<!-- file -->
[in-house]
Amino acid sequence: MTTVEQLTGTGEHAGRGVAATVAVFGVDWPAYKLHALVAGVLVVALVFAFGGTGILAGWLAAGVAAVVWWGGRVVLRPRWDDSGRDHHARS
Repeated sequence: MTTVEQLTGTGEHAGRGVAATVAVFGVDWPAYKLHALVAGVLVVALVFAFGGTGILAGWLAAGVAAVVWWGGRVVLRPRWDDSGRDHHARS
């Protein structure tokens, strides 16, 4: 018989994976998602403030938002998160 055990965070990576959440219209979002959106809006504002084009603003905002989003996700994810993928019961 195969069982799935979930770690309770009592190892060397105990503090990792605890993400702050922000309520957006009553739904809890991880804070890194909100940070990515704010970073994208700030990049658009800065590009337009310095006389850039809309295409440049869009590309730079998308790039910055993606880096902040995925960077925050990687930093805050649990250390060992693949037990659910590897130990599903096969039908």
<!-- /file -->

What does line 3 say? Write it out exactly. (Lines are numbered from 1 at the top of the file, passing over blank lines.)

Repeated sequence: MTTVEQLTGTGEHAGRGVAATVAVFGVDWPAYKLHALVAGVLVVALVFAFGGTGILAGWLAAGVAAVVWWGGRVVLRPRWDDSGRDHHARS